Inflation expectations may remain tempered for the next few years, allowing corporate bond prices to continue their ascent. In the Federal Reserve minutes released last Wednesday, policymakers began laying the groundwork for an eventual withdrawal from easy monetary policy. No final decisions were put into place, but the Fed made it clear that it was only engaging in "prudent planning" and did not signal that it was ready to "normalize" monetary policy by raising interest rates.
Weak labor market justifies low rates
Minneapolis Fed President Narayana Kocherlakota said in an interview with CNBC, prior to the release of the Fed Minutes, that he did not think the Fed's preferred measure of inflation would reach 2% until 2018. This in essence made an argument for leaving loose monetary policy in place.
Sluggish wage gains were cited as an indication that the labor market could be weaker than the nation's 6.3% jobless rate suggests, holding down inflation growth. "Wage growth is probably not going to have much impact over the next year or so because wage behavior at the moment is benign and there is very little tendency for wages to rise except in certain sectors where there are skill shortages," Stephen Lewis, chief economist at Monument Securities, told Reuters.
Some policymakers reported, however, that "labor markets were tight in their districts or that contacts indicated some sectors or occupations were experiencing shortages of workers." This could easily make the case for higher inflation and increased interest rates in the near term. Either way, inflation as measured by the Consumer Price Index is expected to average 1.8% this year, below the Fed's 2% target. So long as the Fed remains cautious and there is slack in labor market health, inflation expectations should remain low.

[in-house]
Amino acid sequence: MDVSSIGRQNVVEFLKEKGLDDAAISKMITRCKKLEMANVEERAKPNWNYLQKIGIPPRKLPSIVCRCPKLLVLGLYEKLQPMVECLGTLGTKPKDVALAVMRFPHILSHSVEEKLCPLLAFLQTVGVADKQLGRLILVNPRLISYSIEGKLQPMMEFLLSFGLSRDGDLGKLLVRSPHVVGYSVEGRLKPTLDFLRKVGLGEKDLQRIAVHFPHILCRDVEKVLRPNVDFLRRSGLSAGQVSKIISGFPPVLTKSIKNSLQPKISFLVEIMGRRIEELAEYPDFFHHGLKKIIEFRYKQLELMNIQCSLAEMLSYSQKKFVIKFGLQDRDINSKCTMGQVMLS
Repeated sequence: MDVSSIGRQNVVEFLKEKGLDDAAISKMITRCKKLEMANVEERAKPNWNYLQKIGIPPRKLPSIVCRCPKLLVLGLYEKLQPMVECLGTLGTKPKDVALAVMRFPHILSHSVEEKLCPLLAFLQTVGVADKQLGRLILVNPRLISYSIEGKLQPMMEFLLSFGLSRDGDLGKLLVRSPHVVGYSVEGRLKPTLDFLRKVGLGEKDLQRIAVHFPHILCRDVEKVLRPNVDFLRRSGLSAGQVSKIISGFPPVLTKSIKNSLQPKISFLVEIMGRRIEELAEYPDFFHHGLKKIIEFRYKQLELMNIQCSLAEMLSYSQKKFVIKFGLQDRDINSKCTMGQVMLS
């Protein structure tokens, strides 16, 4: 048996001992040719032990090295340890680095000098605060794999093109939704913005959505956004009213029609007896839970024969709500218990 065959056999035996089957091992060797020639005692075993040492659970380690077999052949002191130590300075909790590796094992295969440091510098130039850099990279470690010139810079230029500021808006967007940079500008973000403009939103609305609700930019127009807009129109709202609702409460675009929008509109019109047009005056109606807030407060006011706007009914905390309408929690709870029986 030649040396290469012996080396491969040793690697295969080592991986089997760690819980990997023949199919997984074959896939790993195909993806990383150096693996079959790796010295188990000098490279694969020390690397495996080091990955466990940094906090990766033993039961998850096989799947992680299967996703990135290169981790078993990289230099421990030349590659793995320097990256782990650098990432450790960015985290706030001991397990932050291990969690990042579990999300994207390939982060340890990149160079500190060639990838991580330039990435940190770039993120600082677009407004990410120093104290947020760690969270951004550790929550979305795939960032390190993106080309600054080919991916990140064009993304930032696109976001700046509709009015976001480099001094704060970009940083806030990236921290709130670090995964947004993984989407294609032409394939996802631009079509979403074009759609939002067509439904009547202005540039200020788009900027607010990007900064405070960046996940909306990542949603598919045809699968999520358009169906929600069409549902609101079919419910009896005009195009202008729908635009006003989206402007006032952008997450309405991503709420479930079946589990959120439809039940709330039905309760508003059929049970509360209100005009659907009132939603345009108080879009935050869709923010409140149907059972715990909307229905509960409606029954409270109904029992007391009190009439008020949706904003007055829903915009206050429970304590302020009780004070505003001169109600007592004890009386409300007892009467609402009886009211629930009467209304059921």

Impact on corporate bonds
The market's perception of U.S. inflation has been weak since last summer, when previous Fed Chairman Ben Bernanke hinted at ending monetary stimulus. His comments led to a broad sell-off in both equity and bond markets, moving up the time frame for the raising of the benchmark rate. Higher rates would cut growth and stop any form of price increases. As the Fed has attempted to backtrack after those comments and promised that actual rates would not be raised for months or even years after its stimulus program ended, funds have begun to flow back into corporate bonds.
iShares Barclays Aggregate Bond Fund (NYSEMKT:AGG) has risen from its late-2013 lows to yearly highs this month.
The market does not view rising inflation as a credible threat to bond prices, yet it knows the Fed is unlikely to raise its benchmark rate until at least 2015. This dynamic could continue to fuel the rally in corporate bonds and make them a preferred investment to equities, especially as many equity investors question the stock market's lofty valuations -- the S&P 500 sits near a record high.
The next Fed policy meeting will be in mid-June, when the panel will have a better idea of how economic growth and the labor market are progressing in the second quarter. Expect the Fed minutes from that event to be equally watched and impactful on markets, considering data will be perceived as better representing the U.S. economy.
Andrew Sachais has no position in any stocks mentioned. The Motley Fool has no position in any of the stocks mentioned. Try any of our Foolish newsletter services free for 30 days. We Fools may not all hold the same opinions, but we all believe that considering a diverse range of insights makes us better investors. The Motley Fool has a disclosure policy.